1999 Pontiac Bonneville Acts like bad gas?

Tiny
CHEVELLEMAN
  • MEMBER
  • 1999 PONTIAC BONNEVILLE
  • 6 CYL
  • 2WD
  • AUTOMATIC
  • 108,000 MILES
I have a '99 Bonneville with 108K. The car at times, espicially when first starting out acts like it has bad gas and has no power and seems like it is missing. It isn't bad gas, because it has done it every tank for a long time. The gas mileage on the car is also dropping.I am down to 16mpg in town. I think it also might be going through some antifreeze, as that is what is smells like at times. I have had the plenum (?) On it replaced a couple of years ago because it was going through antifreeze. I was told that I should also have a backpressure test done to see if the catalytic converter is plugged. Any suggestions?
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Thursday, November 6th, 2008 AT 10:16 AM

5 Replies

Tiny
JACOBANDNICKOLAS
  • EXPERT
It could be several things. It could be an intake problem, cat conv problem, O2 sensor, and a list of other things.

To get started, I would suggest having the computer scanned for trouble codes. Hopefully there is a code saved by the computer that will tell us exactly what is going on.

How much coolant are you loosing? Also, as far as having it scanned, find a nationally recognized parts store and have it done there. Most of them will do it for free.

Let me know what you find.

Joe
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Friday, November 7th, 2008 AT 9:19 PM
Tiny
CHEVELLEMAN
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Joe, I couldn't PM you because I don't have 10 posts yet.

The code that came up on the car is a P1811 MAX, adaptive long shift strategies code.
The mechanic basically said that it is like it is staying in 2nd sometimes and that is what is causing it to act like "bad gas".
He recommended two different solutions. Do a complete transmission service, with some good conditioner at about $250 for the service, or replace the Pressure Control Celenoid at around $800.

I don't want to stick a bunch of money into the car, quite frankly because it probably isn't worth it. It is a nice car, and had been a great car, but we are probably going to sell it anyways.

What do you think?

Thanks
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Monday, November 10th, 2008 AT 4:56 PM
Tiny
JACOBANDNICKOLAS
  • EXPERT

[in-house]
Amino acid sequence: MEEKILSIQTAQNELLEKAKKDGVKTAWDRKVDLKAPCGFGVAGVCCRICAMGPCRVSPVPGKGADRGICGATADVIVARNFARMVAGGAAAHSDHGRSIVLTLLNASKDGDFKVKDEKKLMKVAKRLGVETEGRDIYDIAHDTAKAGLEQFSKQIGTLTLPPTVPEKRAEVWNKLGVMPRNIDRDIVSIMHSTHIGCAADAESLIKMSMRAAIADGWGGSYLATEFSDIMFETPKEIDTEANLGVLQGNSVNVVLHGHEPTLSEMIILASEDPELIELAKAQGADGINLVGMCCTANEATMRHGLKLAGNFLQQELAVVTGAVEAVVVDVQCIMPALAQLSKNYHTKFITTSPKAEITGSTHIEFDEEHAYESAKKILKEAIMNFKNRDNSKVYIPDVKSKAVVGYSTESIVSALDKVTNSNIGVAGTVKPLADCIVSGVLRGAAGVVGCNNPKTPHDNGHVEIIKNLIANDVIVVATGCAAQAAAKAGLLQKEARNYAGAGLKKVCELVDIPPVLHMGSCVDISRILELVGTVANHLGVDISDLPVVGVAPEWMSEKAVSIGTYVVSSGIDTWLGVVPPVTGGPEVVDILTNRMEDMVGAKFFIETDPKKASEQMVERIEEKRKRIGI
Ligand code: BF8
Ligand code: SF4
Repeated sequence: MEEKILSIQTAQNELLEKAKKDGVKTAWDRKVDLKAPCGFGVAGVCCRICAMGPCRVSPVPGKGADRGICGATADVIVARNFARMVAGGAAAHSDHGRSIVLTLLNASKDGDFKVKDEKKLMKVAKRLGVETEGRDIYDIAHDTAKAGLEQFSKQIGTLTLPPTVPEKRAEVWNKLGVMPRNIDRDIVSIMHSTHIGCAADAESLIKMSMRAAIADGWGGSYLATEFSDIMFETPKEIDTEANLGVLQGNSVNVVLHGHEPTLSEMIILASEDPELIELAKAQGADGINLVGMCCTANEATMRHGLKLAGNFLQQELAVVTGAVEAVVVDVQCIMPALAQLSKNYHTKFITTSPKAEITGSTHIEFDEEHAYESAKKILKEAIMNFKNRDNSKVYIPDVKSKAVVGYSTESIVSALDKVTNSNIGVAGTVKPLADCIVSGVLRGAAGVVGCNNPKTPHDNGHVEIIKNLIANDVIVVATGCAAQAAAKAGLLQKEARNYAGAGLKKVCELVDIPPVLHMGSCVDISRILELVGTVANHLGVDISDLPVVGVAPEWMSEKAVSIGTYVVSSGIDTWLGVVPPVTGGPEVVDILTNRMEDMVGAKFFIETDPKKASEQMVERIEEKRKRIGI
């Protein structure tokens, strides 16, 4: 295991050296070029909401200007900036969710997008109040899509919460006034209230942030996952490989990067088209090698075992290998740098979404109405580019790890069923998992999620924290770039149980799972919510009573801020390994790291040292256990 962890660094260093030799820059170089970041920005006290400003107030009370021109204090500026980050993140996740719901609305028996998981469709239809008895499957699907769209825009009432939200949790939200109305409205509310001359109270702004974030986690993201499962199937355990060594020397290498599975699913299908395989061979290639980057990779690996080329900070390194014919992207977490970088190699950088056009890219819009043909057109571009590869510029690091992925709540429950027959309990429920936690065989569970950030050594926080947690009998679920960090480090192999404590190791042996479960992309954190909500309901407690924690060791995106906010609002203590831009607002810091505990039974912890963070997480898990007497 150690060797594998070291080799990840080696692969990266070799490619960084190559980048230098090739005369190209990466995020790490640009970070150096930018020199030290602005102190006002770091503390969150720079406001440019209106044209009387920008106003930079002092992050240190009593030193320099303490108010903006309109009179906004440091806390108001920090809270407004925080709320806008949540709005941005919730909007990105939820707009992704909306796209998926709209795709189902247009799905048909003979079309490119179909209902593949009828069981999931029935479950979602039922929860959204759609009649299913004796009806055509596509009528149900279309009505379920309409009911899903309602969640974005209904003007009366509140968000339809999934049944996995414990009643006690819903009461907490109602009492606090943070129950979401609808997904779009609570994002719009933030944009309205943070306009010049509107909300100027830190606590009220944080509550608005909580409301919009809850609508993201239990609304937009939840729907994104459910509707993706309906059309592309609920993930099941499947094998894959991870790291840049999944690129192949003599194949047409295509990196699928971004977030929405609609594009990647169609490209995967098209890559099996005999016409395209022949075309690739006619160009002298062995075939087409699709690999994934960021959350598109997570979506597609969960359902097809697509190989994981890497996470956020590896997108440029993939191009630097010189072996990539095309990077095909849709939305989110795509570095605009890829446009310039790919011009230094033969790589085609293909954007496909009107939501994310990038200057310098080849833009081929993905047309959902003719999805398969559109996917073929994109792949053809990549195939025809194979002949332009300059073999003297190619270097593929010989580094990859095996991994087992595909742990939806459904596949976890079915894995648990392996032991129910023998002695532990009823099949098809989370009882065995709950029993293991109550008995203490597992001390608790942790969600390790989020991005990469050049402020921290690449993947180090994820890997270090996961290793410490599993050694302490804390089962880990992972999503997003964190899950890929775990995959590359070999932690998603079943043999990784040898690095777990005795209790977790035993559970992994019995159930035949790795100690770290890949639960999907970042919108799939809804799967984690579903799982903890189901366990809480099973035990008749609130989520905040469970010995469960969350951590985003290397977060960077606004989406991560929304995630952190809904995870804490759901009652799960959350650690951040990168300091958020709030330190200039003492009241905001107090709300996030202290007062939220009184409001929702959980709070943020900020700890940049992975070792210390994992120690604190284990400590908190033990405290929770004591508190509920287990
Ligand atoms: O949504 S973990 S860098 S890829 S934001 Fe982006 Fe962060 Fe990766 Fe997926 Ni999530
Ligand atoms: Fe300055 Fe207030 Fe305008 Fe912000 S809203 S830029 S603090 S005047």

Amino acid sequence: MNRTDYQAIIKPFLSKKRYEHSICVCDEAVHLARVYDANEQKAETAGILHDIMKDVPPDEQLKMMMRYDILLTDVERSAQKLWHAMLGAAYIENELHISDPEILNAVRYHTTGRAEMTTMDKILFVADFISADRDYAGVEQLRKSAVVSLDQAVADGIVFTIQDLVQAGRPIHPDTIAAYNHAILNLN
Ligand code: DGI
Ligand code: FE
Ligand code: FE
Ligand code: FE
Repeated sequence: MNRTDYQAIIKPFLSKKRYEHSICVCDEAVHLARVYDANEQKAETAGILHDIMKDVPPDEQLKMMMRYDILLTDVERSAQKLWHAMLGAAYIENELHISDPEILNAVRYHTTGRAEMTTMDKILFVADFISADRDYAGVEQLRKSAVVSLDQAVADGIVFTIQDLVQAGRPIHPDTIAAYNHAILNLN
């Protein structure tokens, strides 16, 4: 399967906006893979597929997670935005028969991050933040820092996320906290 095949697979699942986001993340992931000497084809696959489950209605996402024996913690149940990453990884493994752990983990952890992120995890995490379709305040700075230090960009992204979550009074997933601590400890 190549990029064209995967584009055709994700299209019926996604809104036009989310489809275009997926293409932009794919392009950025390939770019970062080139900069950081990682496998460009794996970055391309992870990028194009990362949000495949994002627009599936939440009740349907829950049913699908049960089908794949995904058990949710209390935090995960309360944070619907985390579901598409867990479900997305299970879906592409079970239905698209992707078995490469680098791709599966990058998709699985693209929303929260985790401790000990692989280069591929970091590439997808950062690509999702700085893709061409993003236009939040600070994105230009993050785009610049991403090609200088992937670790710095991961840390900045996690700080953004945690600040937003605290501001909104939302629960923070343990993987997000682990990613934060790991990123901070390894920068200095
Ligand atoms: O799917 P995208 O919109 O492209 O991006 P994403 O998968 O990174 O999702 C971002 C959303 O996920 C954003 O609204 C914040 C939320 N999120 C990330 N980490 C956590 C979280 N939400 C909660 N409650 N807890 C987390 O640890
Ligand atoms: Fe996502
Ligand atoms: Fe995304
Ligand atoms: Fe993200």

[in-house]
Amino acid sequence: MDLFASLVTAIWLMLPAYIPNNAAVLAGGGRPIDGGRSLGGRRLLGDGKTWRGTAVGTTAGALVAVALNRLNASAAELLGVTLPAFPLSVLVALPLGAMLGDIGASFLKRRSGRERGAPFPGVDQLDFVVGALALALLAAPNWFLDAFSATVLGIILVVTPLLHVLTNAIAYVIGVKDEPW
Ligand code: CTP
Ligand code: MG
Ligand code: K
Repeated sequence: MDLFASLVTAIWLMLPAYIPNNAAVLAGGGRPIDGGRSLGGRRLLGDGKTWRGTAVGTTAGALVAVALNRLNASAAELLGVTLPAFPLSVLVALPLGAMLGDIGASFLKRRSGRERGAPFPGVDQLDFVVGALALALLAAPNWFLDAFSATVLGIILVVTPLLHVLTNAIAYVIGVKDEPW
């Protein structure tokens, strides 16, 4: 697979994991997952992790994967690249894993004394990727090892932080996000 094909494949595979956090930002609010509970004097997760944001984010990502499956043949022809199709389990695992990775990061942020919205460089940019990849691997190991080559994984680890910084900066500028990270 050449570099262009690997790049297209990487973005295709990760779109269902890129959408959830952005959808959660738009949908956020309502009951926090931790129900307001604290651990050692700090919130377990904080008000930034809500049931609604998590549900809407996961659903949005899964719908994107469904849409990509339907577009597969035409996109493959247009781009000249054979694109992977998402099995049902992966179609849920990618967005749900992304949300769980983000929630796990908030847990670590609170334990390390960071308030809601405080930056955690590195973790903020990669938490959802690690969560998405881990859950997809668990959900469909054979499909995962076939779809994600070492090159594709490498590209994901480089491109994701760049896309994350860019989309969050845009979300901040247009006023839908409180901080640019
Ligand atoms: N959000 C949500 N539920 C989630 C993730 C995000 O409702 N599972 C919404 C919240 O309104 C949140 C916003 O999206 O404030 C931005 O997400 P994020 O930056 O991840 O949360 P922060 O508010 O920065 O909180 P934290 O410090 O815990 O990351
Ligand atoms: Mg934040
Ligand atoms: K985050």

Hi:
I don't know where you live, but the prices sound really high to me. Yes this could be the problem. If you plan to trade the car, I don't think I would put the money into it. You'll be over a grand and praying it fixes the problem. It's hard to believe that a 1999 is almost 10 years old, so I checked Kelly Blue Book for you to see if the car's value is worth the investment. I found the following trade-in values based on the car's condition:

Excellent
$1,925

Good
$1,625

Fair
$1,125

I wouldn't put the money in it if you plan to get rid of it; however, if you plan to keep it, that is another story.

If you want to check out used car pricing, go to:

KBB. Com

I hope this helps. Let me know if you have any other questions.

Joe
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Monday, November 10th, 2008 AT 5:05 PM
Tiny
CHEVELLEMAN
  • MEMBER
Ya, I don't think that I am going to put the money into the celenoid, but I think I am going to have the transmission serviced. Do you know the process of replacing the celenoid. Just out of curiosity, is it a hard replacement?

I am not going to trade the car in anyways, I will try and sell it outright.

I thought that the price to repair the pressure control celenoid did seem high. Maybe the service will help out.

Thanks for the response to the question. I really appreciate it.
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Monday, November 10th, 2008 AT 5:24 PM
Tiny
JACOBANDNICKOLAS
  • EXPERT
Hi:
To replace the solenoid you will need to get into the trans. I do recommend having a mechanic do it. However, I also recommend a second opinion due to price. Although I feel he is most likely correct, I can't see having to pay more than $400.00 for the repair.

Also, I did a little research for you. I found this is a common problem and the solenoid has been redesigned. Also, here are some other things that could cause the problem:

Sediment inside the pressure control (PC) solenoid valve, causing the PC solenoid valve to mechanically bind.

Sediment in the valve body, causing the torque signal regulator valve to stick.

Incorrect transaxle oil level.

If you have the trans powerflushed, it may help. In the Pittsburgh area the average cost would be around $100.00

I hope this helps you. If you have any other questions, let me know.

Joe
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Monday, November 10th, 2008 AT 5:52 PM

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